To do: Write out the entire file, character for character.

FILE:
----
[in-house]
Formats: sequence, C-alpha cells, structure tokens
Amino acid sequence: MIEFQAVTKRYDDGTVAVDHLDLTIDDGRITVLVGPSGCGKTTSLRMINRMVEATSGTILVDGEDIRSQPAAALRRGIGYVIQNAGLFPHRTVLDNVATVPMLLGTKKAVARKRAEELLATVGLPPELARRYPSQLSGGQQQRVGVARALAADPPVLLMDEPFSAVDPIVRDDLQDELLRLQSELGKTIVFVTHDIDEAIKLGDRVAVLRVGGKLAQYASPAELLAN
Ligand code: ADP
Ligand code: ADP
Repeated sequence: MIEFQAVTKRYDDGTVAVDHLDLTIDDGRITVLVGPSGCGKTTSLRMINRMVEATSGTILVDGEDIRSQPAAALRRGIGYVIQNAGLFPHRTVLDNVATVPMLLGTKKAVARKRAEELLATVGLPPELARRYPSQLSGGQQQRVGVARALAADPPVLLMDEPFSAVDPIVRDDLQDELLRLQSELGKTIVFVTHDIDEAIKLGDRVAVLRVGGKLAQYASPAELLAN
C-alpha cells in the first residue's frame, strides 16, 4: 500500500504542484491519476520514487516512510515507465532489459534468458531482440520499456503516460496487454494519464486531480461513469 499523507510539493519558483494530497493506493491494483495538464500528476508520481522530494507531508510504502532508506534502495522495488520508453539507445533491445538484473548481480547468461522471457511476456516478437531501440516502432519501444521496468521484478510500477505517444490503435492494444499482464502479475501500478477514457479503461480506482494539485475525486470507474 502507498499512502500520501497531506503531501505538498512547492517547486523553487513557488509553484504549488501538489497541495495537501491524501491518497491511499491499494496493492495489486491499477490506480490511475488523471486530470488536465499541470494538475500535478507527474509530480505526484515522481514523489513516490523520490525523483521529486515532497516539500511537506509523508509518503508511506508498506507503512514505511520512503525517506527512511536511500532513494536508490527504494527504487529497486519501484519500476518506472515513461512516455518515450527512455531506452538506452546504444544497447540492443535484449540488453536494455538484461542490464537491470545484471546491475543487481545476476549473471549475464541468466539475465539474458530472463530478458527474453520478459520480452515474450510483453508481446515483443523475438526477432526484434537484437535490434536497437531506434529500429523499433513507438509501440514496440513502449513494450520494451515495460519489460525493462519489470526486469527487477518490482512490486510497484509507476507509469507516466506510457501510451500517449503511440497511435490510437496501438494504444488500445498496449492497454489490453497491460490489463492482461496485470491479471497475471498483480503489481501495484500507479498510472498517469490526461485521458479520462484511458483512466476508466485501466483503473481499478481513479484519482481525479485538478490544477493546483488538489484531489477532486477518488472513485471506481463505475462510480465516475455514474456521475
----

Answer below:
[in-house]
Formats: sequence, C-alpha cells, structure tokens
Amino acid sequence: MIEFQAVTKRYDDGTVAVDHLDLTIDDGRITVLVGPSGCGKTTSLRMINRMVEATSGTILVDGEDIRSQPAAALRRGIGYVIQNAGLFPHRTVLDNVATVPMLLGTKKAVARKRAEELLATVGLPPELARRYPSQLSGGQQQRVGVARALAADPPVLLMDEPFSAVDPIVRDDLQDELLRLQSELGKTIVFVTHDIDEAIKLGDRVAVLRVGGKLAQYASPAELLAN
Ligand code: ADP
Ligand code: ADP
Repeated sequence: MIEFQAVTKRYDDGTVAVDHLDLTIDDGRITVLVGPSGCGKTTSLRMINRMVEATSGTILVDGEDIRSQPAAALRRGIGYVIQNAGLFPHRTVLDNVATVPMLLGTKKAVARKRAEELLATVGLPPELARRYPSQLSGGQQQRVGVARALAADPPVLLMDEPFSAVDPIVRDDLQDELLRLQSELGKTIVFVTHDIDEAIKLGDRVAVLRVGGKLAQYASPAELLAN
C-alpha cells in the first residue's frame, strides 16, 4: 500500500504542484491519476520514487516512510515507465532489459534468458531482440520499456503516460496487454494519464486531480461513469 499523507510539493519558483494530497493506493491494483495538464500528476508520481522530494507531508510504502532508506534502495522495488520508453539507445533491445538484473548481480547468461522471457511476456516478437531501440516502432519501444521496468521484478510500477505517444490503435492494444499482464502479475501500478477514457479503461480506482494539485475525486470507474 502507498499512502500520501497531506503531501505538498512547492517547486523553487513557488509553484504549488501538489497541495495537501491524501491518497491511499491499494496493492495489486491499477490506480490511475488523471486530470488536465499541470494538475500535478507527474509530480505526484515522481514523489513516490523520490525523483521529486515532497516539500511537506509523508509518503508511506508498506507503512514505511520512503525517506527512511536511500532513494536508490527504494527504487529497486519501484519500476518506472515513461512516455518515450527512455531506452538506452546504444544497447540492443535484449540488453536494455538484461542490464537491470545484471546491475543487481545476476549473471549475464541468466539475465539474458530472463530478458527474453520478459520480452515474450510483453508481446515483443523475438526477432526484434537484437535490434536497437531506434529500429523499433513507438509501440514496440513502449513494450520494451515495460519489460525493462519489470526486469527487477518490482512490486510497484509507476507509469507516466506510457501510451500517449503511440497511435490510437496501438494504444488500445498496449492497454489490453497491460490489463492482461496485470491479471497475471498483480503489481501495484500507479498510472498517469490526461485521458479520462484511458483512466476508466485501466483503473481499478481513479484519482481525479485538478490544477493546483488538489484531489477532486477518488472513485471506481463505475462510480465516475455514474456521475